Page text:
CABE says Chiswick Park shows how designing a high quality landscape with naturally integrated climate adaptation measures such as large trees, surface water and good irrigation ensures comfort for people is maintained as cities get hotter. They say this sort of far sighted action will improve longevity of developments.
Chiswick Parks parkland provides a pleasant place for employees and local people to enjoy and the large trees and water help to regulate the air temperature around the buildings, reducing the urban heat island effect.Meanwhile, say CABE, the Chiswick Park landscape is almost water neutral it draws little water from external sources and most run-off is contained within the site.
The lakes and waterfall at the centre of the development are the most visible elements of the sustainable urban drainage system that reduces site run-off to a level low enough to be handled by existing services. Chiswick Parks buildings incorporate a range of environmentally friendly features which support the sites energy strategy. Around 90 per cent of external building surfaces are shaded, using a combination of aluminium louvres and external blinds activated by light sensors.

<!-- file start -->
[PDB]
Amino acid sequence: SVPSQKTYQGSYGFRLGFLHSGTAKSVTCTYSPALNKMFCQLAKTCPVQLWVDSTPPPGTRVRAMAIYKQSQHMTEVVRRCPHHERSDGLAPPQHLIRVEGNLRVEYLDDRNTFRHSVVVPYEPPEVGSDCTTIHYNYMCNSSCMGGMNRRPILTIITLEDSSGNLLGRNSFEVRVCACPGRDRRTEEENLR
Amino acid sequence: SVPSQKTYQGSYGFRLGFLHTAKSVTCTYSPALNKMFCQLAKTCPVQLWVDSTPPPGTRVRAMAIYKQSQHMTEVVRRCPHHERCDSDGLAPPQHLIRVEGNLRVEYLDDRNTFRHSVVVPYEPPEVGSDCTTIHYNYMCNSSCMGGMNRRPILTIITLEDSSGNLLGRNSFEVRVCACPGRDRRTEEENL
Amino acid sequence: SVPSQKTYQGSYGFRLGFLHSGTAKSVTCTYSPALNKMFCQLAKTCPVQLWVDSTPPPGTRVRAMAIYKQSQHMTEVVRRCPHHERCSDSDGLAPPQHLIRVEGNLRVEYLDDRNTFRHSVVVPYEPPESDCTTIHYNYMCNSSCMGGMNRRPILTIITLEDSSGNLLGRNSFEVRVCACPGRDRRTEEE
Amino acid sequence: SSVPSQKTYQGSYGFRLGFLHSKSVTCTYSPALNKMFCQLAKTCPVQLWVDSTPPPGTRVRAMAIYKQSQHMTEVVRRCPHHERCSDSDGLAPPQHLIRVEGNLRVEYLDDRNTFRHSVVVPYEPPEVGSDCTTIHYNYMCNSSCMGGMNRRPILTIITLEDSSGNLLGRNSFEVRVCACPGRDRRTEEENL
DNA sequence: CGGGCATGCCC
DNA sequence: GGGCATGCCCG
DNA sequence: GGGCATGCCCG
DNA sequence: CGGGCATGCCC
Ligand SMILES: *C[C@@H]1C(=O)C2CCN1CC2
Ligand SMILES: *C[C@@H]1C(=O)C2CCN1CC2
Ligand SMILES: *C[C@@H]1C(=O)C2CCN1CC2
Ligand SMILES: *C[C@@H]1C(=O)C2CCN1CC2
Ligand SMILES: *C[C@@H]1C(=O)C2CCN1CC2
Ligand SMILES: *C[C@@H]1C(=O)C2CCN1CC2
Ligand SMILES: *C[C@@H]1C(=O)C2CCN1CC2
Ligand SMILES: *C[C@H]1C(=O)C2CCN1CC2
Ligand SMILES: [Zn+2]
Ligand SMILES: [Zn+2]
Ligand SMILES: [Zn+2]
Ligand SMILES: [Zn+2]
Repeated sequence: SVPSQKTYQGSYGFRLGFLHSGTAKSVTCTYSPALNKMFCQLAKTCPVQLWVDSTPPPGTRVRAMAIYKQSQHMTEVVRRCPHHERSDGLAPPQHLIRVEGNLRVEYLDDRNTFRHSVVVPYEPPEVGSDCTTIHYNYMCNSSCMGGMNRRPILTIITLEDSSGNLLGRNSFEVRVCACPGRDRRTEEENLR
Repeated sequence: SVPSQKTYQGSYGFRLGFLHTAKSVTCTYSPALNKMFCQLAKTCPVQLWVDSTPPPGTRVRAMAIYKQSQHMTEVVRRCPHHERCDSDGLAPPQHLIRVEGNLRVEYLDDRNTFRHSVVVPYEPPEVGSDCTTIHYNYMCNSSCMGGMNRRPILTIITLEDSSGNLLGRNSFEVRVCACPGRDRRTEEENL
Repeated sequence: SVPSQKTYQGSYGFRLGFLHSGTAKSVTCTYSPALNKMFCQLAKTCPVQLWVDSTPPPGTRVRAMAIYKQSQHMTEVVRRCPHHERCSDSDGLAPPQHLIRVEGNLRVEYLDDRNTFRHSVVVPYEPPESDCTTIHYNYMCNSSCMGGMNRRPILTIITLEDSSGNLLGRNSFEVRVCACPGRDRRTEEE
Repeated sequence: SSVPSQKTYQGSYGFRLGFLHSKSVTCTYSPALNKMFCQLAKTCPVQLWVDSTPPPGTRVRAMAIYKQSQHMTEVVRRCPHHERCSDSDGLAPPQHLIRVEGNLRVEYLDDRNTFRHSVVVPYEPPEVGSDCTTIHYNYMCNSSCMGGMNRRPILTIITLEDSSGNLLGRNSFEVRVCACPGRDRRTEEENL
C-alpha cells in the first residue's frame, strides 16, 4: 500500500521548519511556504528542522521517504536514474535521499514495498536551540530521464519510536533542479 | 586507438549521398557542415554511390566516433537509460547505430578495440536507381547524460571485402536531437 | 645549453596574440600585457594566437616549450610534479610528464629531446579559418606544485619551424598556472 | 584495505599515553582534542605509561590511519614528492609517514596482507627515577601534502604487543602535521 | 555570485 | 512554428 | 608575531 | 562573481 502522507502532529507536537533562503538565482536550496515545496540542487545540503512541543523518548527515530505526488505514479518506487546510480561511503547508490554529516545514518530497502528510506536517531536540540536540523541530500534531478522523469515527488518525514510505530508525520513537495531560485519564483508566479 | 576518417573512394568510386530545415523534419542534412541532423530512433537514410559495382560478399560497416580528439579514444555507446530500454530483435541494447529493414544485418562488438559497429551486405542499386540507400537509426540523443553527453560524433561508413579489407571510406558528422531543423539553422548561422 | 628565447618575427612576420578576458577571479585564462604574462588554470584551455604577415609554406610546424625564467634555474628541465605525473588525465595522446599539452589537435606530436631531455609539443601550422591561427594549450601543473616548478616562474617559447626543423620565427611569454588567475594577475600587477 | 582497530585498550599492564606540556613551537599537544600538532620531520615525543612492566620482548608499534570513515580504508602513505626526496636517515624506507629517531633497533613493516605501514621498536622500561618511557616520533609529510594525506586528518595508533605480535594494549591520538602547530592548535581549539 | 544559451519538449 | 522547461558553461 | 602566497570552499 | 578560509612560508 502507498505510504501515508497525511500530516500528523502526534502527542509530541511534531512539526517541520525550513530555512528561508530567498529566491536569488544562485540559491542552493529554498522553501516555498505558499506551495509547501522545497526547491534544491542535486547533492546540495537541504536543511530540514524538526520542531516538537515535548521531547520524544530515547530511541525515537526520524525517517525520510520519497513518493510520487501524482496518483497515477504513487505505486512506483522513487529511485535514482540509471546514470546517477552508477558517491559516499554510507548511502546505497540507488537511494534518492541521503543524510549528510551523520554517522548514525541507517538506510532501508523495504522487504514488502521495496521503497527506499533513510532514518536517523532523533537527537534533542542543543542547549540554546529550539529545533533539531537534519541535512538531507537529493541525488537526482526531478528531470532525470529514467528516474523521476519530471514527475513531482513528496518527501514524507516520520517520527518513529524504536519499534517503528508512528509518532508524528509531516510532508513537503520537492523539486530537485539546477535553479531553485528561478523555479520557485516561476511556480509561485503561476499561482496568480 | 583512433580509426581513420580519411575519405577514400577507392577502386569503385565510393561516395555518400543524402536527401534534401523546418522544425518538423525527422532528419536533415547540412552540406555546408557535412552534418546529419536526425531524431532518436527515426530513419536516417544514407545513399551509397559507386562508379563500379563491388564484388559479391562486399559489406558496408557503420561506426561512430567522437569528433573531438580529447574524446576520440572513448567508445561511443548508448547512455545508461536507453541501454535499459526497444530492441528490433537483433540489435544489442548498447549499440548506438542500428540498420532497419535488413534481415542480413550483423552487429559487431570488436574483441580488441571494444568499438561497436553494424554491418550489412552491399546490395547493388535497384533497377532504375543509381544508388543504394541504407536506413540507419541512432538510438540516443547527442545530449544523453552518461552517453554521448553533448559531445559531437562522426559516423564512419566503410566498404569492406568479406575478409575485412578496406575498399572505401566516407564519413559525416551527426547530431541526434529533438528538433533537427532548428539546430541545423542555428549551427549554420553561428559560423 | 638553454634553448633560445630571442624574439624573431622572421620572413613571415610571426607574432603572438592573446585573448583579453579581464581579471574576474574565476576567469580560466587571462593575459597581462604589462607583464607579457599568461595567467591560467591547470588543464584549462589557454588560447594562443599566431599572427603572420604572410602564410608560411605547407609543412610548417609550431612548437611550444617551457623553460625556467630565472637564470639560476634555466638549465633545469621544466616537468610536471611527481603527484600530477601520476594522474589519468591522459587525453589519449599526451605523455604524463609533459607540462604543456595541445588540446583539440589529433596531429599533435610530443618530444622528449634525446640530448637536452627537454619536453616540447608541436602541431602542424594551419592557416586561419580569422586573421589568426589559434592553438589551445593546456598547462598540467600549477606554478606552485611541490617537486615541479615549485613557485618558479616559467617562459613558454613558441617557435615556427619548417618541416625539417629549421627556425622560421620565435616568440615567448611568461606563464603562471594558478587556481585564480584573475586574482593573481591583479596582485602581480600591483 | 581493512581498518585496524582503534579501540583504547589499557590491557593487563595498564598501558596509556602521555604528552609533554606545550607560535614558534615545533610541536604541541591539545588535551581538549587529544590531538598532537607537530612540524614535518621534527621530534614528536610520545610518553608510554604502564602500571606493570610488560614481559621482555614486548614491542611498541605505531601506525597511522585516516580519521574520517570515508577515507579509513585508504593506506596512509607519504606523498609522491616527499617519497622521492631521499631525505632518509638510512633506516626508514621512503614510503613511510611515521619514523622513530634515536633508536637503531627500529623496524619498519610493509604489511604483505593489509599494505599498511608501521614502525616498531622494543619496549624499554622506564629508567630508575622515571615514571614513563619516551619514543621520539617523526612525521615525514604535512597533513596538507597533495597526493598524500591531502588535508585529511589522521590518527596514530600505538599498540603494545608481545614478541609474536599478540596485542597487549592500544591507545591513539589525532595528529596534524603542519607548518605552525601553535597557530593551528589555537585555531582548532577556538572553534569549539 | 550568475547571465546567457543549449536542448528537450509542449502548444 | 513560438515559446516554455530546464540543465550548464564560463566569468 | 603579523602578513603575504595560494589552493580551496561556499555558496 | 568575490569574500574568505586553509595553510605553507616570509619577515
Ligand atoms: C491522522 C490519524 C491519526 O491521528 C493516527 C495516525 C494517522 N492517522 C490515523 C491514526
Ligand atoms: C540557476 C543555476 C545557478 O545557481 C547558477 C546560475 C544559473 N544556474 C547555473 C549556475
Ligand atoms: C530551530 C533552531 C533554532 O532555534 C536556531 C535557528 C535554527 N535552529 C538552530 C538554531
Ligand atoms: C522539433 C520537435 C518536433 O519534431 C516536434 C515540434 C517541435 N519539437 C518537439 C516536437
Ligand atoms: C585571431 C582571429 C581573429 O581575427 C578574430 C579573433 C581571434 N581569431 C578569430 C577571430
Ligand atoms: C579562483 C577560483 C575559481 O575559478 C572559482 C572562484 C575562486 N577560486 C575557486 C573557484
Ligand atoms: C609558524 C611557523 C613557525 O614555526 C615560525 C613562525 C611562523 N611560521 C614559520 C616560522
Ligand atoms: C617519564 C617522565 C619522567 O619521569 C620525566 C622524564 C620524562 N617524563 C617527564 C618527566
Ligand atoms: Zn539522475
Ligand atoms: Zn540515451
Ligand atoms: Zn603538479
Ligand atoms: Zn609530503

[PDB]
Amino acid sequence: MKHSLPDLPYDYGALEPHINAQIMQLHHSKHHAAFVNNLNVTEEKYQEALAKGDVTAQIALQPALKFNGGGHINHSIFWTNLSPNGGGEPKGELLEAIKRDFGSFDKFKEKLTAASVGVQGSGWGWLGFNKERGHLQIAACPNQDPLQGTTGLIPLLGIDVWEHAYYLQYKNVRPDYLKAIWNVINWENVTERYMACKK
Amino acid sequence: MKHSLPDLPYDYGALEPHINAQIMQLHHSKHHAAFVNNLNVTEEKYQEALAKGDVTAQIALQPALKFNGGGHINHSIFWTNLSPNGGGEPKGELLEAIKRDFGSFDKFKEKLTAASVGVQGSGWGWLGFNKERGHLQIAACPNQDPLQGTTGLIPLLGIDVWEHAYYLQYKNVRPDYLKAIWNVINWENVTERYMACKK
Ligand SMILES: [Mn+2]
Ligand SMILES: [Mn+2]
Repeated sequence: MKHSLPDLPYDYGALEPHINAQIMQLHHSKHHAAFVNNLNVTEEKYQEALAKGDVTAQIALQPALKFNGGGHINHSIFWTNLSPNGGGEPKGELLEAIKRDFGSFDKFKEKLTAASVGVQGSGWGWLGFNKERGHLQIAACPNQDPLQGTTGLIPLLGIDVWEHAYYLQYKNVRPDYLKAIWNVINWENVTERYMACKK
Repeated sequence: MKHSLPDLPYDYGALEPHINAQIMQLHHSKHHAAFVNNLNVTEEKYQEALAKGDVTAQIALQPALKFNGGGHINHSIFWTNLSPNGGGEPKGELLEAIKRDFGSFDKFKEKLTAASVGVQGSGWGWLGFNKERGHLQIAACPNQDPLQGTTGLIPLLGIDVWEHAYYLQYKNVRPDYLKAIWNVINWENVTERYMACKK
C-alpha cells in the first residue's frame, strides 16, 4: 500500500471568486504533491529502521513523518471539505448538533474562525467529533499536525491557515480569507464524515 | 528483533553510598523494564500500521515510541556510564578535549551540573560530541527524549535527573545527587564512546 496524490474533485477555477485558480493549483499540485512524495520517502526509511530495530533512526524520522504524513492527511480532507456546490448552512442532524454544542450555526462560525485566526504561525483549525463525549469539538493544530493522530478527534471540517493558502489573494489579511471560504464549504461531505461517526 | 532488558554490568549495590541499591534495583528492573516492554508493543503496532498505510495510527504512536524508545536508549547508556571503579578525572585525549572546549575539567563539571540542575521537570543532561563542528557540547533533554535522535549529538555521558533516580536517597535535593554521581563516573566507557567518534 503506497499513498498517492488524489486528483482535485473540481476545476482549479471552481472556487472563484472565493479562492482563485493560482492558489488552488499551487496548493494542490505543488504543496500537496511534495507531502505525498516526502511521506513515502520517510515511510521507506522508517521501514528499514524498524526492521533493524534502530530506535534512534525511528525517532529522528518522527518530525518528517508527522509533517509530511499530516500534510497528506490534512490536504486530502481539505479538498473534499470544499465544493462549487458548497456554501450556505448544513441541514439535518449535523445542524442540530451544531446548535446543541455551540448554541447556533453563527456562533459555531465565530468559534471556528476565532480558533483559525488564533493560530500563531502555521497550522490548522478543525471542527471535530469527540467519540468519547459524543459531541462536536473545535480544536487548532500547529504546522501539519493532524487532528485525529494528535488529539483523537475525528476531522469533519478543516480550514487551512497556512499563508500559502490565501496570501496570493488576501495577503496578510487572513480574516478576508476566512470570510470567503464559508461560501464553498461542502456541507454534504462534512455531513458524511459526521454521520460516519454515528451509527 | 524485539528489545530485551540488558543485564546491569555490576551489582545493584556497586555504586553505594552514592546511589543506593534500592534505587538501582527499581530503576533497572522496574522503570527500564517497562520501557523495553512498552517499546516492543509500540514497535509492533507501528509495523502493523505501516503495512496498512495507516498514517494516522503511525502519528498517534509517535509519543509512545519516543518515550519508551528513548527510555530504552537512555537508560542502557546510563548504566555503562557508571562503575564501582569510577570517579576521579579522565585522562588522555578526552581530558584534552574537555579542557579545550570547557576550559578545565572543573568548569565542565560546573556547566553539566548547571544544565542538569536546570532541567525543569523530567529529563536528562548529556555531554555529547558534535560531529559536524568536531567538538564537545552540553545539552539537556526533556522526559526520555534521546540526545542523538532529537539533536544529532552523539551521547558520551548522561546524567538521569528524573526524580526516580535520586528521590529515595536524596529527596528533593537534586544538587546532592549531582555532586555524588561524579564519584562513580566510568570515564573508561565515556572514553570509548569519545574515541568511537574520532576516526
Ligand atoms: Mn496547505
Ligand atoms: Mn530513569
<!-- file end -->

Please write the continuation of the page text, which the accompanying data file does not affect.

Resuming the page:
These measures replace the need for traditional air conditioning systems. Facades facing south, east and west have additional canopy shading to protect them from direct solar gain. The result has been an important addition to the green infrastructure of a relatively dense part of London, bringing benefits as a wildlife corridor, public amenity space and in providing robustness in the face of climate change.